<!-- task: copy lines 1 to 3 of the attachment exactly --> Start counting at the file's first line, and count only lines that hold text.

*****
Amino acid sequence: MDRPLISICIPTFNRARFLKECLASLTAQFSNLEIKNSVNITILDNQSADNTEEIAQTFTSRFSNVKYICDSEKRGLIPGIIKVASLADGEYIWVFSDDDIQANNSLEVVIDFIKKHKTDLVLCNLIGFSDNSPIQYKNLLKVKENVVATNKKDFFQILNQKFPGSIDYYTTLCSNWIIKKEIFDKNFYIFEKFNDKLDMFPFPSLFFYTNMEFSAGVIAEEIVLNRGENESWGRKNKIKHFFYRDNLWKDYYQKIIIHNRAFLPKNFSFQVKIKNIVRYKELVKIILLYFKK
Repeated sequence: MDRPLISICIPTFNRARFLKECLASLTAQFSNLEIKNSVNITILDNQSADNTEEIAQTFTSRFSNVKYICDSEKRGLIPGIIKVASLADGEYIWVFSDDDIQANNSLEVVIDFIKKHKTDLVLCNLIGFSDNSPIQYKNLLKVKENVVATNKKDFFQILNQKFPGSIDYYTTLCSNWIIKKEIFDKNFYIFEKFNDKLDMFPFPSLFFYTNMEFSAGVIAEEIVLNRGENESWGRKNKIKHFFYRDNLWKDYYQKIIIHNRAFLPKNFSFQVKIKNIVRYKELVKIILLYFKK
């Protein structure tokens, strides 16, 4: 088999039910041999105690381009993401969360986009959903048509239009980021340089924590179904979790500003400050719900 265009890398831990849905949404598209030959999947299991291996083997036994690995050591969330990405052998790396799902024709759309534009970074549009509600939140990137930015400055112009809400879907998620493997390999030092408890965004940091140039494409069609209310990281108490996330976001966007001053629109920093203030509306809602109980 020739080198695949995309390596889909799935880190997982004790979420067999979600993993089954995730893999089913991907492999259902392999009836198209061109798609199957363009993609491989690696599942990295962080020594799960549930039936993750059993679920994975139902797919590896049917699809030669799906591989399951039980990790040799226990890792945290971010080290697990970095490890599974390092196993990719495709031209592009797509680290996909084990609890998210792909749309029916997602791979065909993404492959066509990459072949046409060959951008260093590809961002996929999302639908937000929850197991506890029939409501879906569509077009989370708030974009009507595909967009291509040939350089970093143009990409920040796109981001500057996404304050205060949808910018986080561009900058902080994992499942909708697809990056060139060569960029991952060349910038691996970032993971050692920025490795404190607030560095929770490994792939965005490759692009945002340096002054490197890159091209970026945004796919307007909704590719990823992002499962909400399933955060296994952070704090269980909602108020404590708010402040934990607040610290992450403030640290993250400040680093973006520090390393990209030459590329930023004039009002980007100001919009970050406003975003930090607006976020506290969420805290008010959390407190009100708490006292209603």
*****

Amino acid sequence: MDRPLISICIPTFNRARFLKECLASLTAQFSNLEIKNSVNITILDNQSADNTEEIAQTFTSRFSNVKYICDSEKRGLIPGIIKVASLADGEYIWVFSDDDIQANNSLEVVIDFIKKHKTDLVLCNLIGFSDNSPIQYKNLLKVKENVVATNKKDFFQILNQKFPGSIDYYTTLCSNWIIKKEIFDKNFYIFEKFNDKLDMFPFPSLFFYTNMEFSAGVIAEEIVLNRGENESWGRKNKIKHFFYRDNLWKDYYQKIIIHNRAFLPKNFSFQVKIKNIVRYKELVKIILLYFKK
Repeated sequence: MDRPLISICIPTFNRARFLKECLASLTAQFSNLEIKNSVNITILDNQSADNTEEIAQTFTSRFSNVKYICDSEKRGLIPGIIKVASLADGEYIWVFSDDDIQANNSLEVVIDFIKKHKTDLVLCNLIGFSDNSPIQYKNLLKVKENVVATNKKDFFQILNQKFPGSIDYYTTLCSNWIIKKEIFDKNFYIFEKFNDKLDMFPFPSLFFYTNMEFSAGVIAEEIVLNRGENESWGRKNKIKHFFYRDNLWKDYYQKIIIHNRAFLPKNFSFQVKIKNIVRYKELVKIILLYFKK
């Protein structure tokens, strides 16, 4: 088999039910041999105690381009993401969360986009959903048509239009980021340089924590179904979790500003400050719900 265009890398831990849905949404598209030959999947299991291996083997036994690995050591969330990405052998790396799902024709759309534009970074549009509600939140990137930015400055112009809400879907998620493997390999030092408890965004940091140039494409069609209310990281108490996330976001966007001053629109920093203030509306809602109980 020739080198695949995309390596889909799935880190997982004790979420067999979600993993089954995730893999089913991907492999259902392999009836198209061109798609199957363009993609491989690696599942990295962080020594799960549930039936993750059993679920994975139902797919590896049917699809030669799906591989399951039980990790040799226990890792945290971010080290697990970095490890599974390092196993990719495709031209592009797509680290996909084990609890998210792909749309029916997602791979065909993404492959066509990459072949046409060959951008260093590809961002996929999302639908937000929850197991506890029939409501879906569509077009989370708030974009009507595909967009291509040939350089970093143009990409920040796109981001500057996404304050205060949808910018986080561009900058902080994992499942909708697809990056060139060569960029991952060349910038691996970032993971050692920025490795404190607030560095929770490994792939965005490759692009945002340096002054490197890159091209970026945004796919307007909704590719990823992002499962909400399933955060296994952070704090269980909602108020404590708010402040934990607040610290992450403030640290993250400040680093973006520090390393990209030459590329930023004039009002980007100001919009970050406003975003930090607006976020506290969420805290008010959390407190009100708490006292209603």